Monday, 29 July 2013

I knee-d a Purple Emperor

The first Purple Emperor of the day landed on my shorts and wandered around my knee for a few minutes, no doubt remarking on my sweaty qualities.  Frustratingly, no amount of contortion could get the beast into focus through the camera lens before it soared off over the woodland canopy.  So began my walk around Broxbourne Woods this weekend.  After the first Emperor of the day they became decidedly scarce for a while and it seemed I would not get a decent photo, unlike Silver-washed Fritillaries, which were everywhere.  I have walked these woods since the 1970s and never have they been so numerous. They were distinctly hard to find in the 1970s-1990s but now every sunny glade seems to have a few. A remarkable change in status.  Likewise the Purple Emperor.  In the early days, every White Admiral was scrutinised in the hope of finding the Emperor.  Now almost full circle, I saw more Emperors than Admirals on my two hour walk.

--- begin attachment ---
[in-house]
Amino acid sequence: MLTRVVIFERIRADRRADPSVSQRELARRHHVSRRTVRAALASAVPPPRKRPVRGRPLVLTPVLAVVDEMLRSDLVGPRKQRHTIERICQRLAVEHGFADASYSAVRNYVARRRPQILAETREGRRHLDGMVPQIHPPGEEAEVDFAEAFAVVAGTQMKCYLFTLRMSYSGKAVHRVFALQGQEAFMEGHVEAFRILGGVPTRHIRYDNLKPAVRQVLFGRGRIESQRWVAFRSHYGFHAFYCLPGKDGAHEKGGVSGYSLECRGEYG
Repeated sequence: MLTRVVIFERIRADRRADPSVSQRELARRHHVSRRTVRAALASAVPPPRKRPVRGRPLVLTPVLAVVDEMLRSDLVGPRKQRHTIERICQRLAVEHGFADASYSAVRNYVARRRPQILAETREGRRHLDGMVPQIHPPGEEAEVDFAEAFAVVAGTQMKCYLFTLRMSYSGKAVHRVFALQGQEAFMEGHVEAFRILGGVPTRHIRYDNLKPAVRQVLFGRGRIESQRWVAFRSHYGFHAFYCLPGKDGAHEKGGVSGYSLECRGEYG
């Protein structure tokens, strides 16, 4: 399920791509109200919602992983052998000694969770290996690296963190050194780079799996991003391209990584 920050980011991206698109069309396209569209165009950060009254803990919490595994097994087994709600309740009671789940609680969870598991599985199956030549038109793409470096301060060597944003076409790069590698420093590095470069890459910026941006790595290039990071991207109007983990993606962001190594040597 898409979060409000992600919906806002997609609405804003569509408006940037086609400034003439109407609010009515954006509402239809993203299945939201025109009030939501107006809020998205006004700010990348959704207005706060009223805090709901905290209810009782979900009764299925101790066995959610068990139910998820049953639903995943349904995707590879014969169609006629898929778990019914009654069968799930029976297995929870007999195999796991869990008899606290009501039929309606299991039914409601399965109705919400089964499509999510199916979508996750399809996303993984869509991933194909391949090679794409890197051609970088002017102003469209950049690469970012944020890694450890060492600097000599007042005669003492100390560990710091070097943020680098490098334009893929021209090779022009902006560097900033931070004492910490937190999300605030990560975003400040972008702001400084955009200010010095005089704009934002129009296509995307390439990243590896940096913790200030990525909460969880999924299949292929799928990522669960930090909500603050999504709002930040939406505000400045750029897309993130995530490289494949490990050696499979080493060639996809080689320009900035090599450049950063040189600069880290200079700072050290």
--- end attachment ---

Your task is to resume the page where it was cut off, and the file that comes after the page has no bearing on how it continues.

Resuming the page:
At Danemead, a Herts and Middlesex Wildlife Trust nature reserve within the woods, Broad-leaved Helleborines were just coming into flower and the exit holes of Goat Moths were still evident in the small group of old trees that they have inhabited for decades.  Back in the depth of the planted conifers, a family party of Firecrests mingled with a large mixed flock of tits and 9 Crossbills chipped away from the top of a Larch.  On the final stretch back to the car park, Purple Emperors at last began to perform; a couple zooming around large sallows, a couple more taking moisture from the damp path and a final individual sucking away at a gate post.

Photos: my feet, Silver-washed, White Admiral and PE.


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